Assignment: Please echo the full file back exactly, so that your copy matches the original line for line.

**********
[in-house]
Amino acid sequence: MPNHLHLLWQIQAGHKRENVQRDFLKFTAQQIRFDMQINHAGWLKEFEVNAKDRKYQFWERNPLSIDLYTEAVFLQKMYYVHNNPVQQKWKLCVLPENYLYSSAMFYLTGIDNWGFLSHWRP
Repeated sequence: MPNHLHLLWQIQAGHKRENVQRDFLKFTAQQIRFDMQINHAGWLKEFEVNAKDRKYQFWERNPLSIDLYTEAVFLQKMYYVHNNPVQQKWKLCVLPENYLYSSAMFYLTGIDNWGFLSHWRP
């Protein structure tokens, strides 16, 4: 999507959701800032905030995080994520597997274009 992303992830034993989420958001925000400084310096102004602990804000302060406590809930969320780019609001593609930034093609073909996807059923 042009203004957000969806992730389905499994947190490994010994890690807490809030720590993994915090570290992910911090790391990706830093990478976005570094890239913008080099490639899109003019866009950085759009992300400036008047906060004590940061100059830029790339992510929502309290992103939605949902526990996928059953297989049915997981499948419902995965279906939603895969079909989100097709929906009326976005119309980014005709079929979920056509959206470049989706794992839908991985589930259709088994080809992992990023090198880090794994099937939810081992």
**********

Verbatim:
[in-house]
Amino acid sequence: MPNHLHLLWQIQAGHKRENVQRDFLKFTAQQIRFDMQINHAGWLKEFEVNAKDRKYQFWERNPLSIDLYTEAVFLQKMYYVHNNPVQQKWKLCVLPENYLYSSAMFYLTGIDNWGFLSHWRP
Repeated sequence: MPNHLHLLWQIQAGHKRENVQRDFLKFTAQQIRFDMQINHAGWLKEFEVNAKDRKYQFWERNPLSIDLYTEAVFLQKMYYVHNNPVQQKWKLCVLPENYLYSSAMFYLTGIDNWGFLSHWRP
């Protein structure tokens, strides 16, 4: 999507959701800032905030995080994520597997274009 992303992830034993989420958001925000400084310096102004602990804000302060406590809930969320780019609001593609930034093609073909996807059923 042009203004957000969806992730389905499994947190490994010994890690807490809030720590993994915090570290992910911090790391990706830093990478976005570094890239913008080099490639899109003019866009950085759009992300400036008047906060004590940061100059830029790339992510929502309290992103939605949902526990996928059953297989049915997981499948419902995965279906939603895969079909989100097709929906009326976005119309980014005709079929979920056509959206470049989706794992839908991985589930259709088994080809992992990023090198880090794994099937939810081992």